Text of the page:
The Why of Perl Roles explains some of the motivations behind the inclusion of roles in Perl 6 and their implementation in Perl 5 through Moose. Perl Roles Versus Inheritance compares the design and intent of using roles to "traditional" subclassing inheritance.
A common object design strategy in dynamic languages is Duck Typing. The cliché is
that if an object
walks() like a
quacks() like a
Duck, it must be a
enough that the rest of the program can treat it like a
other words, the presence of a method with a name that you recognize from
some context is proof enough that the object responds to that method
in a way that makes sense in the context you had in mind.
That often works.
Sometimes it doesn't work. Suppose (and yes, this is already a cliché in Perl circles) that your program models a park. You have a
Dog class. You have a
Tree class. Given an object for which you don't immediately know its type -- assume you're using a dynamic language or that your genericity system performs type erasure and you're effectively using a dynamic language -- do you know which
bark() method is appropriate in any given situation?
This is the false cognate problem; the name of a method is not always sufficient to determine its intended meaning.
Duck Typing and Type Checking
Defense-minded duck typers soon realize that blindly calling methods on objects of unknown type is a recipe for disaster. (To be fair, a well-organized program runs into this problem rarely. Even in the absence of strict typing -- or manifest types -- it's rare not to know the types of objects you expect within specific scopes in the program. Then again, I don't add error checking to my programs because I expect exceptional conditions to occur frequently.)
One approach is to use object introspection to see if the object in question really does support the required method. In Perl, this is:
croak 'Duck typing failure' unless $dog_or_tree->can( 'bark' );
Or in Ruby, something like:
raise 'Duck typing failure' unless dog_or_tree.respond_to?( 'bark' )
If you want to get stricter, and if your language supports this, you can even check the arity or types of the allowed signatures of the method -- but look at all of the boilerplate code you have to write to make this work. That's also code to check only a single method.
Suppose you want to call several methods on the object. You could check
respond_to? for each of them... but at this point, people often check the class inheritance of the object, in Perl with:
croak 'Duck typing failure' unless $dog_or_tree->isa( 'Dog' );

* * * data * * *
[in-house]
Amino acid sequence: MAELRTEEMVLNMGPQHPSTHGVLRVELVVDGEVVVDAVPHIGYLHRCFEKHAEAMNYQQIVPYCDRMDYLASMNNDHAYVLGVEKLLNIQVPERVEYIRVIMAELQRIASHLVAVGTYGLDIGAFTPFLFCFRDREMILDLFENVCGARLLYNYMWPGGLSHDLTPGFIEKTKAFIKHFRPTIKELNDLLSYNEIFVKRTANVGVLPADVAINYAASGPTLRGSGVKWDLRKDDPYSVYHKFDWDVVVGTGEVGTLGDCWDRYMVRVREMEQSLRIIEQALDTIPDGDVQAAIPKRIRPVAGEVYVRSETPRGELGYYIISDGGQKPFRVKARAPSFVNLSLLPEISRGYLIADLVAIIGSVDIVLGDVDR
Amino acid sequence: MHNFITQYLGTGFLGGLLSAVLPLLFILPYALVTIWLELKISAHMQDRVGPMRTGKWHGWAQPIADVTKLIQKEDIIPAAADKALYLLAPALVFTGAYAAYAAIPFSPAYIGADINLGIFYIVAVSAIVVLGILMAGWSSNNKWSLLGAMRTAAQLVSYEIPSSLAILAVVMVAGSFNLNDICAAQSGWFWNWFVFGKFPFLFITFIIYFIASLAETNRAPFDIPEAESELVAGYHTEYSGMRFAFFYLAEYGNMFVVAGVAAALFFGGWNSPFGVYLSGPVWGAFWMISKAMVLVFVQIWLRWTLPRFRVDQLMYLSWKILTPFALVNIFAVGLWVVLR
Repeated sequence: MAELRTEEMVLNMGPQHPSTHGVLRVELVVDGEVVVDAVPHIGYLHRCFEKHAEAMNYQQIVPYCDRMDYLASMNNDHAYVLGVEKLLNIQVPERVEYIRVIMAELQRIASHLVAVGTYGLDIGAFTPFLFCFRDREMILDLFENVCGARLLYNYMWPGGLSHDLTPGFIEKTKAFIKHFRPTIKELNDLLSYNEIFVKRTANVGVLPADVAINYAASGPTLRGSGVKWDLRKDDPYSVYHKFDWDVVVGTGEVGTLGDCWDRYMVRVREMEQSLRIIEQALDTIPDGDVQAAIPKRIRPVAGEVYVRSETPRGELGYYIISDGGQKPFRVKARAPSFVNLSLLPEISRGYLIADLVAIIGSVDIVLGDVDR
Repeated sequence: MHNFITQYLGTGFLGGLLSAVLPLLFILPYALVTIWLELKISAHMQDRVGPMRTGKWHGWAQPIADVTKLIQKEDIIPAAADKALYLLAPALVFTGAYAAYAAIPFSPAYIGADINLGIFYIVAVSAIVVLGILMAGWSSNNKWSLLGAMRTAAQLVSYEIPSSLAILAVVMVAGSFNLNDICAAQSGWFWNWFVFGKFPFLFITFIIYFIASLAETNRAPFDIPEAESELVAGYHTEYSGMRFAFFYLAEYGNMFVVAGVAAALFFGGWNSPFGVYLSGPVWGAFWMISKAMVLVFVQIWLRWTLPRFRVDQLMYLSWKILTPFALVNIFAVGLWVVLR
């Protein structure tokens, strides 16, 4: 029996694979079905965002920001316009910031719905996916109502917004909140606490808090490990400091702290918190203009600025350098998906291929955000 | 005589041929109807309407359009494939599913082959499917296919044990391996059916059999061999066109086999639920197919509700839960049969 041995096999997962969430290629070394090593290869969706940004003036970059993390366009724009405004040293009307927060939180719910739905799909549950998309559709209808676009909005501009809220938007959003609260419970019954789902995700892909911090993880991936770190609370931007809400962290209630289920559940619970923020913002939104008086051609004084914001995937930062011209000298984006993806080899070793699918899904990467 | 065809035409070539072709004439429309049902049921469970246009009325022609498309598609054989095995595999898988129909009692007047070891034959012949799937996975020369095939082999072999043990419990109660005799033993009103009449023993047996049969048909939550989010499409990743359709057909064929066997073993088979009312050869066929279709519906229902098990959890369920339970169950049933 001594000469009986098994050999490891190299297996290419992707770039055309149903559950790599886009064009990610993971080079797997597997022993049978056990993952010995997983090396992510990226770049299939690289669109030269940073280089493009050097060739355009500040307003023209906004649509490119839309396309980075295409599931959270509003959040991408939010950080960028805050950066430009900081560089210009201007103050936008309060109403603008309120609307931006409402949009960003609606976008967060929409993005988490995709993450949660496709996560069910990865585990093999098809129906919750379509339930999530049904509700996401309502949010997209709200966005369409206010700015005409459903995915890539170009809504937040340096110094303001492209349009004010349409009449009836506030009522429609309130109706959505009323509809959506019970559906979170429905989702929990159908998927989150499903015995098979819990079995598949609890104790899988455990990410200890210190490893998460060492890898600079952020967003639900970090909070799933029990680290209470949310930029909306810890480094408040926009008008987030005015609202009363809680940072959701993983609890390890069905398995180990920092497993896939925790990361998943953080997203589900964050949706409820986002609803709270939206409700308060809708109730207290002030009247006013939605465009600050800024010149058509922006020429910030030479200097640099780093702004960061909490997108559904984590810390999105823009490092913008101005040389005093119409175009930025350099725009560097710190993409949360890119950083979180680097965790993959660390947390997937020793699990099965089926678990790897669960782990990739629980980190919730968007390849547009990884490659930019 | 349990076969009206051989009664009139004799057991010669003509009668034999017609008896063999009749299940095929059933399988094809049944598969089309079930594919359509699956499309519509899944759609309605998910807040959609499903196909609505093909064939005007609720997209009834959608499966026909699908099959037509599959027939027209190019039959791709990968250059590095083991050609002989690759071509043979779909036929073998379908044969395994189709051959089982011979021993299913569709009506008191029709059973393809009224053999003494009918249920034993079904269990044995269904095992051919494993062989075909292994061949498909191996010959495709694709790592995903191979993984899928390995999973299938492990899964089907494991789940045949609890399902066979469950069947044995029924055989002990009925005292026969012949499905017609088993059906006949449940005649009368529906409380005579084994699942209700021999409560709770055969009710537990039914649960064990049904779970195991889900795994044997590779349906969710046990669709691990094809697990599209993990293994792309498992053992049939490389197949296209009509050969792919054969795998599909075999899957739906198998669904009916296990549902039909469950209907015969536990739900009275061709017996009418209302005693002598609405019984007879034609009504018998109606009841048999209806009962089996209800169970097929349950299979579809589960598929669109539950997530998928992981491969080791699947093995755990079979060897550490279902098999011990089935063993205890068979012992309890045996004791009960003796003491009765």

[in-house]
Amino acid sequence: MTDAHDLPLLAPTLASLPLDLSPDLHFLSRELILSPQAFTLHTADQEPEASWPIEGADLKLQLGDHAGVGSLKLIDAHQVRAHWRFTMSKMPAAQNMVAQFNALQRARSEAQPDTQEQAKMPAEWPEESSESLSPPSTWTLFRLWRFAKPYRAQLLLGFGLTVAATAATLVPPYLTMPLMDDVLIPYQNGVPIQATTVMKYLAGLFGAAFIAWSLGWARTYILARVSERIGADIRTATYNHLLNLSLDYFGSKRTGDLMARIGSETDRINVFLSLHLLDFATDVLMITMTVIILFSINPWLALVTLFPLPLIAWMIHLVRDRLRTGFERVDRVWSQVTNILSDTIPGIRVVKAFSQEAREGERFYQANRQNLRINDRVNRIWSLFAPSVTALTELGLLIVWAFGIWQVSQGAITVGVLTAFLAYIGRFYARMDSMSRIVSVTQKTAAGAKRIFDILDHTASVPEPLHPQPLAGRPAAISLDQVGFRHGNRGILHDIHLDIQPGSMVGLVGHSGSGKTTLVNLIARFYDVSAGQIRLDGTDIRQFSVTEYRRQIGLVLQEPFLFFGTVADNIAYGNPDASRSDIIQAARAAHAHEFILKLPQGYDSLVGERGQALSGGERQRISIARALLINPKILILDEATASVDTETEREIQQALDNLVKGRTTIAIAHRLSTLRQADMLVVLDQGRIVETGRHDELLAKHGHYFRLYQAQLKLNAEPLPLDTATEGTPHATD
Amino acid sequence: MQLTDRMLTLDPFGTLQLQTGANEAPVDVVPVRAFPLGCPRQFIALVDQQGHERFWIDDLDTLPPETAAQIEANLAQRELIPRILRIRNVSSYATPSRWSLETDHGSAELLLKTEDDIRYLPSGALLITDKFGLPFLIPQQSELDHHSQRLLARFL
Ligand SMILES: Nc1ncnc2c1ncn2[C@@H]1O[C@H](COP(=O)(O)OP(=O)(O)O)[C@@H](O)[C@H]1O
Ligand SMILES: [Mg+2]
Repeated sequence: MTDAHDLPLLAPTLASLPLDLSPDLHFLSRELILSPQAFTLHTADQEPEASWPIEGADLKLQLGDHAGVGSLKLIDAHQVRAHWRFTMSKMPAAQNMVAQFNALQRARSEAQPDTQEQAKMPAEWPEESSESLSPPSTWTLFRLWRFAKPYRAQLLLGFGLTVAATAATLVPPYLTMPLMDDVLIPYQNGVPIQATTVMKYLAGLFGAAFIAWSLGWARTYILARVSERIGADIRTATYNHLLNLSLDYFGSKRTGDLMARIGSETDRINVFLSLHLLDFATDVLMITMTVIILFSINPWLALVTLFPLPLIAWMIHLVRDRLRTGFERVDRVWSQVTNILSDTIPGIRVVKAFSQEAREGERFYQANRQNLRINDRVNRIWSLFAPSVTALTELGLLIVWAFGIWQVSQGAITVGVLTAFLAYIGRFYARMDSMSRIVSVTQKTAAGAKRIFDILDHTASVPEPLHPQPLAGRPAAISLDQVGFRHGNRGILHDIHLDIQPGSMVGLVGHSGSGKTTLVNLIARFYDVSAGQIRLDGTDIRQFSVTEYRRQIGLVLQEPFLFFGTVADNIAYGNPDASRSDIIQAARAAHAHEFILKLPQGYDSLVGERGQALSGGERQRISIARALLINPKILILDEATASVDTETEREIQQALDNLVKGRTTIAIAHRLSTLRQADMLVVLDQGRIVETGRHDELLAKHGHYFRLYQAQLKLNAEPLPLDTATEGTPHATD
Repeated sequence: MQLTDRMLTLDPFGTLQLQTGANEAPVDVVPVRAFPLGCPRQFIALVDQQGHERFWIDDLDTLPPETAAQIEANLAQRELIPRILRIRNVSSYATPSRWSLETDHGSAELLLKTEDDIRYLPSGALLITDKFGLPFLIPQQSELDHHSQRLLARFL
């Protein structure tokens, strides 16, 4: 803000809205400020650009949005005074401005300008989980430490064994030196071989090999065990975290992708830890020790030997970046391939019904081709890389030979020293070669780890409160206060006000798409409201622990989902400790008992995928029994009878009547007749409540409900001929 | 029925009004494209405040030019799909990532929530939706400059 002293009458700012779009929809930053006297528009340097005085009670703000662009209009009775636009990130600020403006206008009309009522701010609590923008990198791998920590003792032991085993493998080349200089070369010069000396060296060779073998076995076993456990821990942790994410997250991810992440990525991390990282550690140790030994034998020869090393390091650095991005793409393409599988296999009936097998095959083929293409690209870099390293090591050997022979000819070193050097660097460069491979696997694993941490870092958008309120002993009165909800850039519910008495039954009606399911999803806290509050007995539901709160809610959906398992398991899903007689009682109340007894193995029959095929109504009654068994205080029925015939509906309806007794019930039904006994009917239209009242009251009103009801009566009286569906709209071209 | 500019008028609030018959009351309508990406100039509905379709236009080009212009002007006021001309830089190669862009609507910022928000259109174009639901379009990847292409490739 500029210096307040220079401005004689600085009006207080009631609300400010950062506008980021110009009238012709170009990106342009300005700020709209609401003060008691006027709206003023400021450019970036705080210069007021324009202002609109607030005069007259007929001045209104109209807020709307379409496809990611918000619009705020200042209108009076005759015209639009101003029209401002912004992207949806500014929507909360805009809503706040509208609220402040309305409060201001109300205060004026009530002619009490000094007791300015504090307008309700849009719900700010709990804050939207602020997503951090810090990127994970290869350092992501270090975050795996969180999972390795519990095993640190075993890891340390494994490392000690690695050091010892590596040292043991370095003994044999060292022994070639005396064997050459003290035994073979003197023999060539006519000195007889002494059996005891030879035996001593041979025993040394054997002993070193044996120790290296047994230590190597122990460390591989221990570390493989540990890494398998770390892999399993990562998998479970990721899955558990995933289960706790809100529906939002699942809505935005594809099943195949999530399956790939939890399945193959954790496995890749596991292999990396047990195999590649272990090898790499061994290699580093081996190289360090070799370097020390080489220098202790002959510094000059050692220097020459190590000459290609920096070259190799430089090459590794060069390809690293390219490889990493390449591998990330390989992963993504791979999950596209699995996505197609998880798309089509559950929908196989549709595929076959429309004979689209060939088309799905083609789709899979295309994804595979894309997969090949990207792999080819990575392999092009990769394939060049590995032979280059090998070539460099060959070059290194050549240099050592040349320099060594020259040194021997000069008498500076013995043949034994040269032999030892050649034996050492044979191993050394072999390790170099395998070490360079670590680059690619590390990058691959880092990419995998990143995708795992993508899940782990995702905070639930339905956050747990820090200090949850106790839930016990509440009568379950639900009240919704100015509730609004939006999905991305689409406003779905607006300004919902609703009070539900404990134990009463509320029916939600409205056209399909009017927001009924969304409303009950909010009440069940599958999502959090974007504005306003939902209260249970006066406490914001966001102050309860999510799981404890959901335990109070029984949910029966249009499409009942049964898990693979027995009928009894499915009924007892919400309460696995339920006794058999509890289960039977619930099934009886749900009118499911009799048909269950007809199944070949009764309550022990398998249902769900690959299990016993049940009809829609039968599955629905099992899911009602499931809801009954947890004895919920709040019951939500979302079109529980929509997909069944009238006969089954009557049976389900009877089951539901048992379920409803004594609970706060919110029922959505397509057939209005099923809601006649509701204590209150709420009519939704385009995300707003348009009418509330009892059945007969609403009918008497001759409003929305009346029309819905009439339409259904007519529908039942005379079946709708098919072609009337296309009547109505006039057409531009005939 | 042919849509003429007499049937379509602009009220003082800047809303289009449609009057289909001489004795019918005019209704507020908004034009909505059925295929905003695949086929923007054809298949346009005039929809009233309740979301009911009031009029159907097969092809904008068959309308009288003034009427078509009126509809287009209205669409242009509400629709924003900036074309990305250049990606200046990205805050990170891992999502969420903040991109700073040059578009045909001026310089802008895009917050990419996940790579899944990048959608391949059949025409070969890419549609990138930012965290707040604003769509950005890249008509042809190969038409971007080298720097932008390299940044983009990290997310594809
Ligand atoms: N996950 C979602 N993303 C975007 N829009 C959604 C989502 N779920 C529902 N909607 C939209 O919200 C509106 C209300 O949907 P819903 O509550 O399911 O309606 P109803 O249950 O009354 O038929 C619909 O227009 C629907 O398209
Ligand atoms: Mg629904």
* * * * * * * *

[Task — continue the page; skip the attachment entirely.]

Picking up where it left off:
Or in Ruby, somethin like:
raise 'Duck typing failure' unless dog_or_tree.is_a?( 'Dog' );
Of course, this precludes other ways in which your object can perform the
bark() methods: reimplementing it, mixing it in from
elsewhere, delegating to it, or composing it -- unless you explicitly lie to
the rest of the system about the identity of your object by overriding
isa() in Perl or
is_a? in Ruby.
Liars tend to get caught, and the results can be messy.
Roles, False Cognates, and Identity
In the context of a
Dog, it's obvious what
bark() means. In the context of a
Tree, it's obvious what
bark() means. Without that context, you just don't know.
Roles add that context back. If you want to deal with a
check that the provided object performs the
Dog role. Similarly
Tree. Instead of asking "Do you provide a method with this
name?", ask "Do you perform this role?" The latter question avoids false
cognates and ensures that the class representing the provided object fulfills
the contract required by that role at compilation time.
As well, you don't have to check the inheritance structure of a given object. It doesn't matter. The most important lesson of duck typing is that any object which provides an interface you both understand appropriately should be substitutable for any other object which provides that well-understood interface. How that object fulfills that interface is its own business.
Roles provide a way for developers to name a collection of behavior and then refer to objects -- generically -- in terms of whether they provide that collection of behavior. The ad hoc, free-form nature of duck typing is great for providing future extensibility; it doesn't lock your code into a rigid hierarchy that can prove brittle during future maintenance.
However, duck typing sometimes fails to provide enough information about necessary meaning and context, and the workarounds to make a duck typed program more robust can subvert the goals of duck typing.
Next time, I'll compare roles to (Java) interfaces.